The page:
12. The recommended formats for nutrition labels has been increased from 6 to 8

Specific text descriptions for each format of nutrition label have been added to the new draft. It is easy for food suppliers to understand and apply. It has also been clearly expressed that the label format can be appropriately modified, providing that it does not mislead consumers.

Example: Multilingual format


13. Requirements for energy and nutrient content claims and comparison claims have been revised. The main changes:

  1. States that energy claims, such as NO CALORIES, will be the same as a claim of NO ENERGY

  2. Add requirements and claims for n-3 poly-unsaturated fatty acid

  3. Specify the claims for dietary fiber: Source of soluble dietary fiber (or monomer), Contains soluble dietary fiber (or monomer), and High or rich in soluble dietary fiber (monomer)

  4. Remove the claim of Low protein, and the restriction of No saturated fat claim

  5. Revise the restriction condition of "degreasing" to Other dairy products should meet the corresponding national food safety standards

  6. Revise the restriction of the Low saturated fat to Saturated fat energy ratio ≤10%

  7. Amend the item Carbohydrate (sugar) to be separate entries for Sugar and Lactose, the corresponding content requirements and restrictive conditions remain unchanged

The revised comparison claims that Reference Food means: the measured data of food of the same kind or the same category or the same quality grade of the same enterprise; or from the same food data in The Chinese Food Composition Table.

More details are referenced in appendix C of the draft, which specifies the requirements, conditions and synonyms for energy and nutrient content claims of pre-packaged foods.

14. Adjustments to the standard wording for functional claims of multiple nutrients in Appendix D

  1. The number of functional claims for nutrients have been increased, from 24 to 28

  2. Functional claims have been added for α -linolenic acid, sugar, vitamin K, biotin, choline, phosphorus, potassium, selenium. In accordance with the Healthy China Concept, the standard language of functional claims, which requires adding warnings about the possible health effects of a long-term intake of high fat, sugar and salt shall be included. Also added is a statement that vitamin C helps maintain the normal physiological function of the immune system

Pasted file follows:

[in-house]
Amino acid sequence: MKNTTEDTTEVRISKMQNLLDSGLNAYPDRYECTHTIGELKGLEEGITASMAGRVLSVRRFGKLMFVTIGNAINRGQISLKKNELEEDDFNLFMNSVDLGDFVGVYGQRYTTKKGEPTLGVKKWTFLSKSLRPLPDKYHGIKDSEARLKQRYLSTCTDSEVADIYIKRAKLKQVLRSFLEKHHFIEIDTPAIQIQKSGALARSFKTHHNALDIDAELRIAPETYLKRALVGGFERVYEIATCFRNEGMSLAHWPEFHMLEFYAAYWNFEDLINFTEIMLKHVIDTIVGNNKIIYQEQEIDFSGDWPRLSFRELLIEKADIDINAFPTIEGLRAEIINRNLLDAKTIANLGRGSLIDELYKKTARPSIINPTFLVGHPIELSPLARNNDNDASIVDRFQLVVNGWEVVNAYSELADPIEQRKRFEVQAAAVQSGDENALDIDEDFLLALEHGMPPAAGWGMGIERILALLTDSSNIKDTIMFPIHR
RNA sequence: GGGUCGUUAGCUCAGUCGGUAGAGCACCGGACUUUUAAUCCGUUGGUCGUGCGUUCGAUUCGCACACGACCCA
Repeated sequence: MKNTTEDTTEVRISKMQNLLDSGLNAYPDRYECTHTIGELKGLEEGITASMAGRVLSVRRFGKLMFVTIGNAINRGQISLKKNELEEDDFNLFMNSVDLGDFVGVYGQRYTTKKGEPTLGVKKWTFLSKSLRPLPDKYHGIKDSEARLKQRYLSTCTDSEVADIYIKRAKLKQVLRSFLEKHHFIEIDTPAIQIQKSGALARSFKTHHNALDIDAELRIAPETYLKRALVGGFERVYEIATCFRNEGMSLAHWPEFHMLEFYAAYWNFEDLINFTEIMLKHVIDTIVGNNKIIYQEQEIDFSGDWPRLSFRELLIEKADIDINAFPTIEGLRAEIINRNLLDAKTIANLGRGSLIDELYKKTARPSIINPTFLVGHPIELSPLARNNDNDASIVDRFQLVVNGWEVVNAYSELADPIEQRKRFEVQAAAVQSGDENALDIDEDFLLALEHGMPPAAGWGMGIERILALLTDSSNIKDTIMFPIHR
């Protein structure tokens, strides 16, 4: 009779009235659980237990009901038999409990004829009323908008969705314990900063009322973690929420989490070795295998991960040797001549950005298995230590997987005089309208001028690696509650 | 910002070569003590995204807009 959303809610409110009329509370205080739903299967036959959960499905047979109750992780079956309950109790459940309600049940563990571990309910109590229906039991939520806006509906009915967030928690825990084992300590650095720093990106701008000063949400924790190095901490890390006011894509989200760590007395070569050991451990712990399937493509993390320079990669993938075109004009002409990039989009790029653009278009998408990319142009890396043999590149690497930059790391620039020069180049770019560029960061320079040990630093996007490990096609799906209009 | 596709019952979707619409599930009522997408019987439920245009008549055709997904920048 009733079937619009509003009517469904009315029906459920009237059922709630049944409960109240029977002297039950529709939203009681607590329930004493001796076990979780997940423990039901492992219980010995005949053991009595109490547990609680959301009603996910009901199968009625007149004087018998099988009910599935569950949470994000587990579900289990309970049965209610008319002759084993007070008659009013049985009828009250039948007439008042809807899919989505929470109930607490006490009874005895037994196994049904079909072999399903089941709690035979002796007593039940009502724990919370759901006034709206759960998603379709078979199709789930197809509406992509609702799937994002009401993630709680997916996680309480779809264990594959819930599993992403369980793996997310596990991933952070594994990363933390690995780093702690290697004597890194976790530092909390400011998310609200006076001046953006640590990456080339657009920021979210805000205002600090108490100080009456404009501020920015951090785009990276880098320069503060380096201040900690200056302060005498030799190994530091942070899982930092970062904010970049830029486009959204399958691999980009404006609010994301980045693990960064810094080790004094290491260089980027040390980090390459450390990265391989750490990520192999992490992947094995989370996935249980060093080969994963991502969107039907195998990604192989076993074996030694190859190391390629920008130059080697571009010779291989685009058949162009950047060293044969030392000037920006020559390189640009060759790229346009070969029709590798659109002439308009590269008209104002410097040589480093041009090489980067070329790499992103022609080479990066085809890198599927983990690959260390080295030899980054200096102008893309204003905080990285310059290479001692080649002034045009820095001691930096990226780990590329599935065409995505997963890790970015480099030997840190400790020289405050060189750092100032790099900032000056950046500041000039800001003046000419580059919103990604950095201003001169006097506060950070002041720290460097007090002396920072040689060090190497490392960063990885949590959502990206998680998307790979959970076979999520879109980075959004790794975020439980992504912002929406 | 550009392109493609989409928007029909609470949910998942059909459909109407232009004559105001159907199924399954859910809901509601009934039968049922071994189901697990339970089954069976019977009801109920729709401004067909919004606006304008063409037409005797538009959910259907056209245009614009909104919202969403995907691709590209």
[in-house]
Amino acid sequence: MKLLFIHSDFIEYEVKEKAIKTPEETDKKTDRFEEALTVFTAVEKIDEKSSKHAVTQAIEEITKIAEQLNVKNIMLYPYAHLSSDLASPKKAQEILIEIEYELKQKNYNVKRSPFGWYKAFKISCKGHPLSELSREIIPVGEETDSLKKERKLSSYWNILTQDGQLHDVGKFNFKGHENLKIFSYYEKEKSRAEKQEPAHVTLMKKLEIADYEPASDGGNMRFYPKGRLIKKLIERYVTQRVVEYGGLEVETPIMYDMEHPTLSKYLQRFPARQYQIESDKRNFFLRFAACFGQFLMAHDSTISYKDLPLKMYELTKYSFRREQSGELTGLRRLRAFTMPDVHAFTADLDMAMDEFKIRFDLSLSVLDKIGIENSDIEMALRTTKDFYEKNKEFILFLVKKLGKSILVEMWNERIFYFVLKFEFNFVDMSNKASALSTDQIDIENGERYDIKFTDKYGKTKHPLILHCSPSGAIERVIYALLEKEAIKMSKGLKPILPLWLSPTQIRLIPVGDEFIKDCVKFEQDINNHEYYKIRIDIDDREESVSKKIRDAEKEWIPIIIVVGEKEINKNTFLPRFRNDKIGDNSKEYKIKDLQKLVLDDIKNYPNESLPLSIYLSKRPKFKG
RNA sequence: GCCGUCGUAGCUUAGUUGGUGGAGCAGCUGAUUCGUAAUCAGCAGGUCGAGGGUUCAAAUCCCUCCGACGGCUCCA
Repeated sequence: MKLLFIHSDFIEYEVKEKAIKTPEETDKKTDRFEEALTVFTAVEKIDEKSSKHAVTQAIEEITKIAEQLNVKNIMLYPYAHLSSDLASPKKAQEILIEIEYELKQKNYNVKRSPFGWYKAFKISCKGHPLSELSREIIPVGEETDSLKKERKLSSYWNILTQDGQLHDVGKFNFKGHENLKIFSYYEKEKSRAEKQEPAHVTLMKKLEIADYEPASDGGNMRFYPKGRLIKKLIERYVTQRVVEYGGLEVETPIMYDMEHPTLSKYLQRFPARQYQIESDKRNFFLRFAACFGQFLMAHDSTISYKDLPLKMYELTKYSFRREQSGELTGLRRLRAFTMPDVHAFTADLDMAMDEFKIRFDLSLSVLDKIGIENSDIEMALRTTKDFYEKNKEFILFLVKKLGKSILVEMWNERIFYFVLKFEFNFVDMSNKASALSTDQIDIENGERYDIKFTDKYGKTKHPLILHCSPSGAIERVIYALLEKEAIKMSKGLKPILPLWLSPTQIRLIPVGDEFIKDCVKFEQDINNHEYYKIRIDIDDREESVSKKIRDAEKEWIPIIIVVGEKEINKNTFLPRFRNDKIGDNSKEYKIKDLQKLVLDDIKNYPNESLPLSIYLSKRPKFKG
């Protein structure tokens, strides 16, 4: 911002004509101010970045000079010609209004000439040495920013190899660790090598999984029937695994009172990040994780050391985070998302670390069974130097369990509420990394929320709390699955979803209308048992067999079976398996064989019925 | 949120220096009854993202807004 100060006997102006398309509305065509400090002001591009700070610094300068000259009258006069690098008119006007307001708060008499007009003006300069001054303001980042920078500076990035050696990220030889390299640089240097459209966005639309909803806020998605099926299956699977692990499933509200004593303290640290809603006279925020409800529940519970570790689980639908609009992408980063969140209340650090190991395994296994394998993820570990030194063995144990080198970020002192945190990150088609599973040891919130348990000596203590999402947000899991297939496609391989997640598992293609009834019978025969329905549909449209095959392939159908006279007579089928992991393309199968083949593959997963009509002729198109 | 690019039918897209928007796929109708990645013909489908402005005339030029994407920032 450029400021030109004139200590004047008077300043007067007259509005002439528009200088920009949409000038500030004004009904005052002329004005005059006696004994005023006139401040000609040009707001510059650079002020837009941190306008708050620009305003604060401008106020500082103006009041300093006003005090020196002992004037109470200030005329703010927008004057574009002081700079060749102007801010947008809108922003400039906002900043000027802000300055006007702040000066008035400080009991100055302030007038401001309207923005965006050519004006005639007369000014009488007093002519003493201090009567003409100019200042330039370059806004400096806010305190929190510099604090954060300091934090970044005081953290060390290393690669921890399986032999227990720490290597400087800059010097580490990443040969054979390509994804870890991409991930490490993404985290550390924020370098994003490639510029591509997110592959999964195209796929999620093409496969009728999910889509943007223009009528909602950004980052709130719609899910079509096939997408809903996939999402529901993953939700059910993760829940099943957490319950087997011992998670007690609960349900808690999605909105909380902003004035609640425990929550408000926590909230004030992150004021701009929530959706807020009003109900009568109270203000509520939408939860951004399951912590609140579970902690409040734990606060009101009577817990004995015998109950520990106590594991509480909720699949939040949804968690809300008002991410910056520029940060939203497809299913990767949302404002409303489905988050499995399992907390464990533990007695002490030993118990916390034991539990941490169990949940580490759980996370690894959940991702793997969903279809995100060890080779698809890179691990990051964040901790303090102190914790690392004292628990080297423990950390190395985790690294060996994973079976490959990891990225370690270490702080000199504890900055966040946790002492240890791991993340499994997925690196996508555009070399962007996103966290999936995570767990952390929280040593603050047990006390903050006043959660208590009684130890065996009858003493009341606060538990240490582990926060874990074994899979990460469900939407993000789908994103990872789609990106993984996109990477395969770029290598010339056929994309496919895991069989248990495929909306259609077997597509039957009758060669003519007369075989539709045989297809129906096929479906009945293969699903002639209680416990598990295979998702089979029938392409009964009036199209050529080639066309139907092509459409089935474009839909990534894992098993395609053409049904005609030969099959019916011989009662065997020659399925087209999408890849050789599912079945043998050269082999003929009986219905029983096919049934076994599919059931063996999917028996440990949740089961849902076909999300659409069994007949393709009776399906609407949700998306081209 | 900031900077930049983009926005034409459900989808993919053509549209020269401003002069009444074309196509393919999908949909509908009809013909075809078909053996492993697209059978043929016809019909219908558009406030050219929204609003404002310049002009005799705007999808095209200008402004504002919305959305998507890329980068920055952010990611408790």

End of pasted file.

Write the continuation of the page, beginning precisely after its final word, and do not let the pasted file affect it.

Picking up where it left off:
3. The cholesterol function claim has been removed

15. Addition of Appendix E on recommended serving size reference values for prepackaged foods (18 categories recommended):

‘Serving Size Reference’ refers to the recommended weight or volume (counted as the edible part) per serving of a food item, when the nutrition label lists the nutritional facts per portion, or serving.

Table E.1 Recommended serving size for Prepackaged foods (g/ml) (count as edible part)


Serving Size

Soy sauce, sauce, pickle, primer

10g (or) ml

Cooked dried meat products (meat floss, dried meat, preserved meat, etc.)


Dried fruit




Western style decorative cakes (pies, cakes)


Meat filling products (sausage, western ham, etc.), ham products, fermented ham products, bacon products


Milk powder (whole milk powder, skimmed milk powder, partially skimmed milk powder, modified milk powder)


Instant cereal powder, meal substitute powder


Biscuits, cereal bars


Puffed food, potato chips, Guoba, dried steamed bread


Bread and fermented flour products (steamed bread, rolls)


Eggs (eggs, preserved eggs, salted eggs, marinated eggs, bad eggs, etc.)


Ice cream


Instant noodles


Fermented milk


Liquid milk (pasteurized milk, modified milk, sterilized milk)




Soybean Milk


The draft clarifies the requirements for nutrition labeling and promotes the Three Reduce healthy lifestyle by adjusting the labeling of nutrition ingredients to facilitate the implementation of the Healthy China Action (2019-2030). At present, the draft is still in the consultation stage, and the specific implementation is subject to the standard final release by the Chinese government.

SGS is committed to keeping you informed of regulation news and developments. Leveraging our global network of laboratories and food experts, SGS provides a comprehensive range of food safety and quality solutions, including analytical tests, audits, certifications, inspections, and technical support. We continually invest in our testing, capability, and state-of-the art technology to help you reduce risk, improve food safety and quality. For furthermore information, please visit our website:

For enquiries, please contact:

Shawn Yan

Health & Nutrition 

SGS-CSTC Standards Technical ServicesShanghai Co., Ltd.

5/F, 3rd Building No. 889, Yishan Road, Xuhui District, Shanghai, China

Phone:    +86 (0)21 60645124

Tags: China